August 4, 2020

During its virtual Council meeting July 17-24, ELECTRI International heard five faculty members offer outstanding proposals for ELECTRI’s consideration. During a live Q & A, each researcher had the opportunity to explain and expand upon the projects being offered to the EC industry.

Hala Nassereddine, University of Kentucky, was selected for the Russell J Alessi Early Career Award for her proposal: Allocating and Leveraging BIM Efforts for Electrical Contractors. She addressed the increased complexity of construction projects coupled with the increase in customer expectations as a factor fueling electrical contractor interest in innovation as a source of competitive advantage.

To unlock the full potential of VR/AR, it is important to develop reliable BIM models that are frequently updated, but it is not practical to provide a one-size-fits-all strategy to allocate modeling efforts. The main objective of this research will be to investigate the level of effort needed to develop/update BIM models. The report will provide electrical contractors with a set of tools to leverage their BIM resources before and during construction.

Sogand Hasanzadeh, Purdue University, was named the Thomas Glavinich Early Career Award winner for her proposal: Examining a Latent Side-Effect of Electrical Safety Interventions among T&D Line Workers.  On-the-job injuries in the T&D sector still occur even after implementing safety interventions. The high rate of injuries and fatalities suggests the possibility of a latent side effect of safety interventions, known as risk compensation. The project’s overall objective will be to examine empirically the risk-taking behavior of T&D line workers as a function of the number and type of fall and electrical safety interventions in place for their protection.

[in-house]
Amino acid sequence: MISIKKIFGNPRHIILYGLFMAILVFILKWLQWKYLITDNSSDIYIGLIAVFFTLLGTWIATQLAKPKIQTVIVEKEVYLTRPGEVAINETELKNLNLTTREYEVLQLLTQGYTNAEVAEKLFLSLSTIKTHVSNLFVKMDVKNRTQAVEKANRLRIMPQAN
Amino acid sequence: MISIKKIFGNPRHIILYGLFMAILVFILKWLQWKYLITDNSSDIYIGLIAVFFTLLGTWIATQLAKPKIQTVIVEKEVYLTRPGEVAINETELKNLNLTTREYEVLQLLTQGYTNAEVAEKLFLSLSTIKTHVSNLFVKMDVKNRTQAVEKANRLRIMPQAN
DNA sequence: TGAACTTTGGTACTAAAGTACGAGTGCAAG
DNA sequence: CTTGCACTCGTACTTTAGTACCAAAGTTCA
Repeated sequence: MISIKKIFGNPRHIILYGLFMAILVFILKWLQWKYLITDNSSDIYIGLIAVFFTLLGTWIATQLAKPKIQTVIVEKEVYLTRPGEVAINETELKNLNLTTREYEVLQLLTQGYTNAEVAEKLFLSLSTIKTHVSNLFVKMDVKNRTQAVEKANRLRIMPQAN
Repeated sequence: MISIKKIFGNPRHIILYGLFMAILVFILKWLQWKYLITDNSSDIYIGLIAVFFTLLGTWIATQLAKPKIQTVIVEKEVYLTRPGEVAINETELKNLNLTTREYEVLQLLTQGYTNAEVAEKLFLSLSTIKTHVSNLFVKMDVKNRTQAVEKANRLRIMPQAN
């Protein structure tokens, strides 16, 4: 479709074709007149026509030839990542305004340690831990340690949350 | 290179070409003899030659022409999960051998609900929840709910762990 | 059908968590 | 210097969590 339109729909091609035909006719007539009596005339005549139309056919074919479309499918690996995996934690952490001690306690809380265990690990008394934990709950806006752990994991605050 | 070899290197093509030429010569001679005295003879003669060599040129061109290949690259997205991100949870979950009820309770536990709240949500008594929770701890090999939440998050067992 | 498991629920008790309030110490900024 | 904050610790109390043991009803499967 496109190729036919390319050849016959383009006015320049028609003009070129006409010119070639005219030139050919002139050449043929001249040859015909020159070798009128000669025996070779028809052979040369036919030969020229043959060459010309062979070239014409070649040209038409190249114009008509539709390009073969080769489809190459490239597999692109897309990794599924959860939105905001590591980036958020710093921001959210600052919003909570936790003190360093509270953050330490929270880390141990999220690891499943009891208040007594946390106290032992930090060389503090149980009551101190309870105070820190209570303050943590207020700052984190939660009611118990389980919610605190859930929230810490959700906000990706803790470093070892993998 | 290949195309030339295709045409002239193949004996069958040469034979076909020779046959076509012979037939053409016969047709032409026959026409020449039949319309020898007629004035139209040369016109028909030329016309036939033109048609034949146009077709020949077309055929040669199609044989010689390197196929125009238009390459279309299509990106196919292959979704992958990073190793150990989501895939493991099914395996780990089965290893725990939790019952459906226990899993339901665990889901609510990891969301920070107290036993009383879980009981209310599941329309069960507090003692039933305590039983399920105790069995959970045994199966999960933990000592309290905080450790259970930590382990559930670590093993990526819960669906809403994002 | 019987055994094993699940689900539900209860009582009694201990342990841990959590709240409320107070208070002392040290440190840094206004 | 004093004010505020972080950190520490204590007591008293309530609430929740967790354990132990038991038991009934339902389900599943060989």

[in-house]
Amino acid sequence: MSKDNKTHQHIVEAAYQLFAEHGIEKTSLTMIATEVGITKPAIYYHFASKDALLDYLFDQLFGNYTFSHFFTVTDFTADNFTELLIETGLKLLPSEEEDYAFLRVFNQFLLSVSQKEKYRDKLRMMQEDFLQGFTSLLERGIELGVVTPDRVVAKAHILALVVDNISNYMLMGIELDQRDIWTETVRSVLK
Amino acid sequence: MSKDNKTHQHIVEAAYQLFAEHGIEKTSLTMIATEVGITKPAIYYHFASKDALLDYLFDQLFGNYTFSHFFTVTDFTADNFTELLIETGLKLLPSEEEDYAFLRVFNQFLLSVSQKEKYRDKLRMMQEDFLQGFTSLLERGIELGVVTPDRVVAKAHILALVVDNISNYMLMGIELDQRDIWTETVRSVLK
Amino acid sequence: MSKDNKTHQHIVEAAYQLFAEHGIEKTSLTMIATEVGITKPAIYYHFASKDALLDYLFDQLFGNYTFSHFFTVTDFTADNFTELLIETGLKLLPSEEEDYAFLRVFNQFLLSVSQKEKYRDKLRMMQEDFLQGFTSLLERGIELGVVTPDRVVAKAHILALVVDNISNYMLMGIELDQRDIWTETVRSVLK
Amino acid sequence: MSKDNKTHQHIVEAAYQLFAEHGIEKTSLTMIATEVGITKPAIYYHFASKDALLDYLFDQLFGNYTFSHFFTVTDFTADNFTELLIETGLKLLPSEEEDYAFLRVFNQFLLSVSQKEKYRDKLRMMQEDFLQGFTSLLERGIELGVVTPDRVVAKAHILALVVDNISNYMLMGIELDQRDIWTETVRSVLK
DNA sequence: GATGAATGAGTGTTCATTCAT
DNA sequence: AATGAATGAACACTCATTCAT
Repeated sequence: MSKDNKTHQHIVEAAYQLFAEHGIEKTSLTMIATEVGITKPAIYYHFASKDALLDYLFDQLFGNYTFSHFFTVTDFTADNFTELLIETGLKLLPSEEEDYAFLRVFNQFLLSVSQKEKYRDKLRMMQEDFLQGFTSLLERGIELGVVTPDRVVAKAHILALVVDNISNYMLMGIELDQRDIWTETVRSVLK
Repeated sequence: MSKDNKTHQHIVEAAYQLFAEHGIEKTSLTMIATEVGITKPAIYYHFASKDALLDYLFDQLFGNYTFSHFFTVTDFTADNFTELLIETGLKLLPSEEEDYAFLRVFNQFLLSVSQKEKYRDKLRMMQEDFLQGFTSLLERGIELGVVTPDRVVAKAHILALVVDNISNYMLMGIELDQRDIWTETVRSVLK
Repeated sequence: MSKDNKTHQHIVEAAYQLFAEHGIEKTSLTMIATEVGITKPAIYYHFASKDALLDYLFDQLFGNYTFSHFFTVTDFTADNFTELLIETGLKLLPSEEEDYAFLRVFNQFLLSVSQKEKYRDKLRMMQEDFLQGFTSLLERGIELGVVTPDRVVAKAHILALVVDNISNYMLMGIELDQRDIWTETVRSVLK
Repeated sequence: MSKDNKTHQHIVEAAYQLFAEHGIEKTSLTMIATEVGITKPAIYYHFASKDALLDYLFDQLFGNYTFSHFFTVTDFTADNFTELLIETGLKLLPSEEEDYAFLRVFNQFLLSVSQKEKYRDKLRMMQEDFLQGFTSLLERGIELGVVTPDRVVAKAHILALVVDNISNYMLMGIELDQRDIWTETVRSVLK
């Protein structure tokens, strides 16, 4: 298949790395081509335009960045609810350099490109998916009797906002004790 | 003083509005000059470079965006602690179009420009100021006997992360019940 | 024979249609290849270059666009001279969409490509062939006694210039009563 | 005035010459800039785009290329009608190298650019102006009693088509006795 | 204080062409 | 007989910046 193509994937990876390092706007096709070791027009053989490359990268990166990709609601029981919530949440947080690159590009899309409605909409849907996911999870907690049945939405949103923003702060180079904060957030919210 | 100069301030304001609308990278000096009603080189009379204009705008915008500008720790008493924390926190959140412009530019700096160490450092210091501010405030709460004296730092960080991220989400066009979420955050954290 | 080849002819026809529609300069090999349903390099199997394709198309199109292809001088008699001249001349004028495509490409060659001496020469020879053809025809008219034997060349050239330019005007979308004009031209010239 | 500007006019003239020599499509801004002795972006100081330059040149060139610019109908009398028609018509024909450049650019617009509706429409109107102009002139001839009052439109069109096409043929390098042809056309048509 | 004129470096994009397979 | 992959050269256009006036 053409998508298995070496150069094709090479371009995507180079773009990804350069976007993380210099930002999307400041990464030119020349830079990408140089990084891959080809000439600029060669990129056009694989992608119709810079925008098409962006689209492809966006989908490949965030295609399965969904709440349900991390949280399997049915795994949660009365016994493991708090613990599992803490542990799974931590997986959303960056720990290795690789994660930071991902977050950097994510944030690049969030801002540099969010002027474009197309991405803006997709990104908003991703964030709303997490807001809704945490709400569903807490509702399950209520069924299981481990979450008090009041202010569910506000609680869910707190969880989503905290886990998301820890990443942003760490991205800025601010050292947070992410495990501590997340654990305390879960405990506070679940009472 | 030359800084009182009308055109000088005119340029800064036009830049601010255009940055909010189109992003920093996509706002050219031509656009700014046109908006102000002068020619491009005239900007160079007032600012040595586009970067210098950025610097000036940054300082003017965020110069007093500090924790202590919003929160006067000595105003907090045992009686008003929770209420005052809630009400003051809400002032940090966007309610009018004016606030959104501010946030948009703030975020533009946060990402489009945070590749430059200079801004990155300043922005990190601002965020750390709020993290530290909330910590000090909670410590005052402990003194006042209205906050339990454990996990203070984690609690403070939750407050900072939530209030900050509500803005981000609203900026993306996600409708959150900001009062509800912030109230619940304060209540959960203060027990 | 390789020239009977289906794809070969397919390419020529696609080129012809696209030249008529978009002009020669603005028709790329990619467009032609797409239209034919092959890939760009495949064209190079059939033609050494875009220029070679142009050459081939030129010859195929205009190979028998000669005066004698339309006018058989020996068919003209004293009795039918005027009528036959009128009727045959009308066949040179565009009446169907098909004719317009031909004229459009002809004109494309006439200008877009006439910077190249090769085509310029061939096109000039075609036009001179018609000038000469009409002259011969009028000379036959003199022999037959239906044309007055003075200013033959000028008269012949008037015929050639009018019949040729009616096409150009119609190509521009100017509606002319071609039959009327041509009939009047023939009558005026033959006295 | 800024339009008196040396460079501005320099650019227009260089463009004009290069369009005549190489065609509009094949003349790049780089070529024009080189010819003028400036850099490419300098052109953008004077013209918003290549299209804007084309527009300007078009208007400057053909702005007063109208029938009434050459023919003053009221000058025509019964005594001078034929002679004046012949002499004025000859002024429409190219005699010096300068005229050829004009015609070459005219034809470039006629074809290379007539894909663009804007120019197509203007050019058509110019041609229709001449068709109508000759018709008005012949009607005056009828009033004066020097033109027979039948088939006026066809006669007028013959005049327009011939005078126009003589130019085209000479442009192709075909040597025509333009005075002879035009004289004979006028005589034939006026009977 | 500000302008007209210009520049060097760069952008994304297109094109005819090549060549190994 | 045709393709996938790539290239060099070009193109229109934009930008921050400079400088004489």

The investigator will use immersive mixed-reality (Vitual+Augmented+Physical Reality) combined with wearable sensors to track workers’ motions, localize their positions, obtain real time musculoskeletal data, monitor their psychophysiological responses, and create the perceptions necessary to capture the naturalistic behavior of line installers and repairers.  She will identify at-risk T&D line workers who are more likely to be involved in risk-compensatory behavior; examine whether safety interventions might become counterproductive because of the risk-compensation, productivity demand, and time pressure for early completion of jobs; and propose strategies to improve T&D training programs.